Atmospheres of rocky exoplanets

  • Oliver Herbort

Student thesis: Doctoral Thesis (PhD)

Abstract

The increasing number of known rocky exoplanets motivates investigations of the diversity of atmospheric and surface composition of these planets. We investigate the link between the composition of the surface, near-crust atmosphere and the lower atmosphere, including the presence of different cloud condensates. This allows working towards inferring the surface composition from clouds and gas species present in the atmosphere. Understanding the diversity of the atmospheric composition provides a further step towards the characterisation of rocky exoplanets.

In this thesis, a fast and simple atmospheric model for the lower atmospheres of rocky exoplanets is presented. A range of different sets of total element abundances is used to investigate the surface composition in contact with the near-crust atmosphere in chemical and phase equilibrium. The atmosphere based on this crust-atmosphere interaction layer is build from bottom-to-top. At every point in the atmosphere, chemical equilibrium is solved and all thermally stable condensates are removed, depleting the atmospheric layers above in the affected elements.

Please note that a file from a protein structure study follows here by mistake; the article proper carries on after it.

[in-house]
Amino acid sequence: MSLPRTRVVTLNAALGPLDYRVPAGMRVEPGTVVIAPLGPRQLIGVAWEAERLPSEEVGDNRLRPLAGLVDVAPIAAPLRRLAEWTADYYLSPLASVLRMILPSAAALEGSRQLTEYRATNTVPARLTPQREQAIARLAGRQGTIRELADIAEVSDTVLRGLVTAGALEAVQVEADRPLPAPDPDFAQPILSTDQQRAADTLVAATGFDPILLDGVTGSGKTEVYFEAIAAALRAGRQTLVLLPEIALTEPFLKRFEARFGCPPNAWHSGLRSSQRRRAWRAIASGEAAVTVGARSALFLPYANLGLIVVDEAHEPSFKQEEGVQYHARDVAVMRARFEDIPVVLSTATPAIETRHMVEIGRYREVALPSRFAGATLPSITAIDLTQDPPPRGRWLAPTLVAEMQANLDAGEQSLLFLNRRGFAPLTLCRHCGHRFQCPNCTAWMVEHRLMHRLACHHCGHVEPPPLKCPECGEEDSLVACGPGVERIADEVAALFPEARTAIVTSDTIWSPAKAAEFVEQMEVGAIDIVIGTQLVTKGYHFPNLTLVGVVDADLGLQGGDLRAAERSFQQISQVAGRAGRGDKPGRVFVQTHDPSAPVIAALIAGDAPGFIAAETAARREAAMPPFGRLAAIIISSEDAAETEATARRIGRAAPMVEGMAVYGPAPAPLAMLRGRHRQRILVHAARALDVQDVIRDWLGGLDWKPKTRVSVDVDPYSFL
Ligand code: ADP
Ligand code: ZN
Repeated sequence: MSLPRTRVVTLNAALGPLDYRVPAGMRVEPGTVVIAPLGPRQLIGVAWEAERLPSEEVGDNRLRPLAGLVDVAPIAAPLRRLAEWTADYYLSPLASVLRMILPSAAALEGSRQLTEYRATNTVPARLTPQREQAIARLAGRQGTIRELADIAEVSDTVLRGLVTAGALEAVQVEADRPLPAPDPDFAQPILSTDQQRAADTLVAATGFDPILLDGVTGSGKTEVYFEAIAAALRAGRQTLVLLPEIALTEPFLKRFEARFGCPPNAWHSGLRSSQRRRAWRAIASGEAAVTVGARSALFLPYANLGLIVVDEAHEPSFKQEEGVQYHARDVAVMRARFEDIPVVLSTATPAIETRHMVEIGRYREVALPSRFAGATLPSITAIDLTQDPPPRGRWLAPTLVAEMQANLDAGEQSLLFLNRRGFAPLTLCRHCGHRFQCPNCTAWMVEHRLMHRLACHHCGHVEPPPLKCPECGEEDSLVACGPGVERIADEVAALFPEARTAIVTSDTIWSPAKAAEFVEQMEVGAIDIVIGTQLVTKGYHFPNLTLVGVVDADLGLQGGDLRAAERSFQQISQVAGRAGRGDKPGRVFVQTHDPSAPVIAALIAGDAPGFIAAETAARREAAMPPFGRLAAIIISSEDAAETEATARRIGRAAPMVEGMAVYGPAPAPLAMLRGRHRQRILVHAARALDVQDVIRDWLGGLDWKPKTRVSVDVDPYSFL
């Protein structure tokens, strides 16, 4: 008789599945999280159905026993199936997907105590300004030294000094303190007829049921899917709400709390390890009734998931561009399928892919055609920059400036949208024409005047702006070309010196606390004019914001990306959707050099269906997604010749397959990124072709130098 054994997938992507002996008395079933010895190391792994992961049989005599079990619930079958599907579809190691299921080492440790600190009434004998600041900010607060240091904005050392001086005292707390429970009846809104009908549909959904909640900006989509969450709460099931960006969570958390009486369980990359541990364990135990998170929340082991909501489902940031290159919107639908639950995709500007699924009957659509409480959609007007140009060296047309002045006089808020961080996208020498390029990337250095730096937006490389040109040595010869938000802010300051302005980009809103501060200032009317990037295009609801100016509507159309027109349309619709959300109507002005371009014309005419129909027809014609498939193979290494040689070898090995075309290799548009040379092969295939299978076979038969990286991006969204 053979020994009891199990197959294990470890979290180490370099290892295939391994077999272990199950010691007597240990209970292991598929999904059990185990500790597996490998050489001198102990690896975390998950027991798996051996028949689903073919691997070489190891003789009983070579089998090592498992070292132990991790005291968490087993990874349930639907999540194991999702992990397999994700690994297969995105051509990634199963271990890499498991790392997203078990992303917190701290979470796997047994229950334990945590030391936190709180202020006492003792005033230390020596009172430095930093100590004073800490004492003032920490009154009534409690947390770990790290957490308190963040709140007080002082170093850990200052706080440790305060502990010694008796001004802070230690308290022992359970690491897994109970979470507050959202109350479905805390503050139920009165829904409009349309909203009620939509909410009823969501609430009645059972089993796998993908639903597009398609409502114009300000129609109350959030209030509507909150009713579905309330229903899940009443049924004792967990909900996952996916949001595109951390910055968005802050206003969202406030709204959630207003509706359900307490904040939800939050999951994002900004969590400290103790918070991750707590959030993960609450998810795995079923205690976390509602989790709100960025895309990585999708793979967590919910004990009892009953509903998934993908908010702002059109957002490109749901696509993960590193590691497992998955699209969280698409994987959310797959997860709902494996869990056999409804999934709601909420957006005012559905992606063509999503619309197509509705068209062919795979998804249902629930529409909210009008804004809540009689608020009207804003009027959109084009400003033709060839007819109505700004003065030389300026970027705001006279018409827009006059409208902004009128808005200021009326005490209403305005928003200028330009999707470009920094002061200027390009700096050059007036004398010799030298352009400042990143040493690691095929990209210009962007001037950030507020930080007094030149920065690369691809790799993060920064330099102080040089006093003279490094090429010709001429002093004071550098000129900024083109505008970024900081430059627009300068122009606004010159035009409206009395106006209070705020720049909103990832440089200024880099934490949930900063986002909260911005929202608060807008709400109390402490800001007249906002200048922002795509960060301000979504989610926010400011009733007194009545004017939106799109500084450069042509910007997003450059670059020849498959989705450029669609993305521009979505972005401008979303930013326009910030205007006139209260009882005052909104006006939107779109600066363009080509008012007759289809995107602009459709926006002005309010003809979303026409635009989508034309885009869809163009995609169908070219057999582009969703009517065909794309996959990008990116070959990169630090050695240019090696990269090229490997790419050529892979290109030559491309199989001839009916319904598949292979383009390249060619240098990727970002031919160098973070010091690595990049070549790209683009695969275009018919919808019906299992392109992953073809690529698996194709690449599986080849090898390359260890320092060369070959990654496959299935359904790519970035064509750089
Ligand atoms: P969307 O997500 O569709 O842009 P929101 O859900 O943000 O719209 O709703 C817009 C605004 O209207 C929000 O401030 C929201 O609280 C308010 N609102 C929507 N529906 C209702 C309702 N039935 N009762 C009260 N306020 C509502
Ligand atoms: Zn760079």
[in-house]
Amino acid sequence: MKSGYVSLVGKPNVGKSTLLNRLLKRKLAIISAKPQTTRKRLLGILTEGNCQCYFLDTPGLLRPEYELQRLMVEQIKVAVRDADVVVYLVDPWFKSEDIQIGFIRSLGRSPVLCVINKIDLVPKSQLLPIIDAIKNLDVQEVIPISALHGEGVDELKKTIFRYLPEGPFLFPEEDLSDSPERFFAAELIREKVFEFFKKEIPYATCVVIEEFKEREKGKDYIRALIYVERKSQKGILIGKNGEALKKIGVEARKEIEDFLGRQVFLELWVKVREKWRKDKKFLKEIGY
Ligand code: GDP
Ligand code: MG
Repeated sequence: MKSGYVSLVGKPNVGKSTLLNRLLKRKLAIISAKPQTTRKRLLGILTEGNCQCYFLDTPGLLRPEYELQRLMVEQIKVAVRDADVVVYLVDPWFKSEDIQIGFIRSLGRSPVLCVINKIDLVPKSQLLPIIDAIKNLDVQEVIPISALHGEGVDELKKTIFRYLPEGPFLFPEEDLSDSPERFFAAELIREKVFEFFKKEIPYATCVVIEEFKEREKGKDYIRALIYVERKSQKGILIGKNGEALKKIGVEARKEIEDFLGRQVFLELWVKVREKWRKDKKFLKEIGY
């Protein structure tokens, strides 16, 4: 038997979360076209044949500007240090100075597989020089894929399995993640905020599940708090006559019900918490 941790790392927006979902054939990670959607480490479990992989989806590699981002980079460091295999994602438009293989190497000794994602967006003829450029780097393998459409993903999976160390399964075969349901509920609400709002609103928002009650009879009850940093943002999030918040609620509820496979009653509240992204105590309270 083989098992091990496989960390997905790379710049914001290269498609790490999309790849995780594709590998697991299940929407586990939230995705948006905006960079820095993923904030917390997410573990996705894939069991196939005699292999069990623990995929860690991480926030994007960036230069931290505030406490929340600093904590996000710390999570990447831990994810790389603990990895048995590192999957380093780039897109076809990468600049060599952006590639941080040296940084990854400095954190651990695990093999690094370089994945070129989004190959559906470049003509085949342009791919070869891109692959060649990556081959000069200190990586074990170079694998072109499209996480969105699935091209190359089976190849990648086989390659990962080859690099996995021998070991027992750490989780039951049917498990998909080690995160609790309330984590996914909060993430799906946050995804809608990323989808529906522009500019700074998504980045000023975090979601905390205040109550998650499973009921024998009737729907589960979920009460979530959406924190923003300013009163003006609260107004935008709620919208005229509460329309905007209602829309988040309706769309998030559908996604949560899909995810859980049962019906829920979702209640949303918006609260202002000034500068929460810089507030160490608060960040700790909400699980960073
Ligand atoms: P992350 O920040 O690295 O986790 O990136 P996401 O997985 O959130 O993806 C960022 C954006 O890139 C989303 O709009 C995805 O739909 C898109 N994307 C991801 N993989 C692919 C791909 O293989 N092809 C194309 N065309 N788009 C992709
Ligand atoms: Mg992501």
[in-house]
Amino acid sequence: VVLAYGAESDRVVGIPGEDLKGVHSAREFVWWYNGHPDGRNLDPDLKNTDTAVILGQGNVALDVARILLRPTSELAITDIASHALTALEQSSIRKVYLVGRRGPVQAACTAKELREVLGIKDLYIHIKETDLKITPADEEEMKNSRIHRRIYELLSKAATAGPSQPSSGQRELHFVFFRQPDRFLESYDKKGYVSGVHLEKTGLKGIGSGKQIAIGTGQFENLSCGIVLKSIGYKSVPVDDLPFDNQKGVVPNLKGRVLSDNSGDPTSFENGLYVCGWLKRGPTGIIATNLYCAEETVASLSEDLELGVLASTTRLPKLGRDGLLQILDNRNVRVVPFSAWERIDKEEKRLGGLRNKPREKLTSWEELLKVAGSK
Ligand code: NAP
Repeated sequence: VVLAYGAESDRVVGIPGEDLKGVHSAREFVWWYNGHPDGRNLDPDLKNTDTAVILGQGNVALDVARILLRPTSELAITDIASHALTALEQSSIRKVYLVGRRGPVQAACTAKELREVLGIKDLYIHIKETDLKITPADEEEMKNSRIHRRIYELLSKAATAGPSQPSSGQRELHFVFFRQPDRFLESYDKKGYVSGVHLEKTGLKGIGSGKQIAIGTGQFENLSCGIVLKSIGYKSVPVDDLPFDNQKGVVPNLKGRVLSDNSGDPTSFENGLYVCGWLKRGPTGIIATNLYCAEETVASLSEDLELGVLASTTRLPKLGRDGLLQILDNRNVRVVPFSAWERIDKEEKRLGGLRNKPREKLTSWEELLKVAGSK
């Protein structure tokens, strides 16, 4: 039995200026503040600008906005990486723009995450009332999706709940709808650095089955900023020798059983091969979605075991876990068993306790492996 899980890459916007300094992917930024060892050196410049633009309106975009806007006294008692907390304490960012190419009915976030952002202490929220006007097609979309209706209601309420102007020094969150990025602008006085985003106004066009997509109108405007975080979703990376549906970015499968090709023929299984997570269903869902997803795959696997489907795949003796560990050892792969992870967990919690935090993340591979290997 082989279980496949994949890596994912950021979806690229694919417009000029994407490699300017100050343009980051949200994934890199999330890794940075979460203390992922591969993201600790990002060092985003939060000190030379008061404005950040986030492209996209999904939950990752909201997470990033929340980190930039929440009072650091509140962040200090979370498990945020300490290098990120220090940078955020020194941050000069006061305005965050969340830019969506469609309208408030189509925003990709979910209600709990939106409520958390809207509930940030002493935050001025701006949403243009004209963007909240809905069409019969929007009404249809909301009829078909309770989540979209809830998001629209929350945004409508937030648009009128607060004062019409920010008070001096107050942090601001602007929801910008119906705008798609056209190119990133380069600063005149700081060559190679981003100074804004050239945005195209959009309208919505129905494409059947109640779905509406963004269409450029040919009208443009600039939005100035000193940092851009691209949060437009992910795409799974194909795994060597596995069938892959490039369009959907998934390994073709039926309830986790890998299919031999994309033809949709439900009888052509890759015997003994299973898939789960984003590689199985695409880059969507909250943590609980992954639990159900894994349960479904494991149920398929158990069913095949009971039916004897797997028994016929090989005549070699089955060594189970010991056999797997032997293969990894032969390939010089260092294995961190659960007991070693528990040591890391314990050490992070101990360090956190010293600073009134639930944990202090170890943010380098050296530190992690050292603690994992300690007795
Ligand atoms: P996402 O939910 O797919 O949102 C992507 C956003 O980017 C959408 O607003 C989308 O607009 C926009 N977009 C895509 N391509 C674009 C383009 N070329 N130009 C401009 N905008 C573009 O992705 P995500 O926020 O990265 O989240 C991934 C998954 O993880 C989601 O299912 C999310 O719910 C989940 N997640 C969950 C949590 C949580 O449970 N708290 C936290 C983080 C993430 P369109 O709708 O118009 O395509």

In order to characterise the general atmospheric composition, atmospheric types based on the chemical state of carbon, hydrogen, oxygen, and nitrogen are introduced. In order to further constrain the potential of an atmospheric environment for habitability, different habitability levels are introduced. These take the stability of liquid water as well as the chemical states of carbon, nitrogen, and sulphur into account.

The investigation of the atmosphere-crust interaction layer shows, that the thermal stability of liquid water is only given, if all phyllosilicates (minerals which incorporate OH groups into their lattice structure) have completely formed. The composition of the resulting atmosphere can be categorised into three different atmospheric types. Of special interest is the possibility of the coexistence of CO₂ and CH₄ in chemical equilibrium. The atmospheric type is intrinsic to an atmosphere, as it does not change with the removal of thermally stable condensates in one given atmospheric model.

The atmospheric models reveal a large diversity in thermally stable cloud condensates, which constrain the surface conditions of rocky exoplanets. The presence of water clouds is an integral part of many planetary atmospheres and is independent of the stability of water condensates at the surface. At the water cloud base, we show that reduced gaseous forms of carbon, nitrogen, and sulphur are present, while phosphorus is absent.
Date of Award13 Jun 2022
Original languageEnglish
Awarding Institution
  • University of St Andrews
SupervisorPeter Woitke (Supervisor) & Aubrey Lea Zerkle (Supervisor)

Keywords

  • Rocky exoplanet
  • Atmosphere
  • Clouds
  • Atmosphere-crust interaction
  • Habitability

Access Status

  • Full text embargoed until
  • Part (Chapter 5) restricted until 13 May 2024

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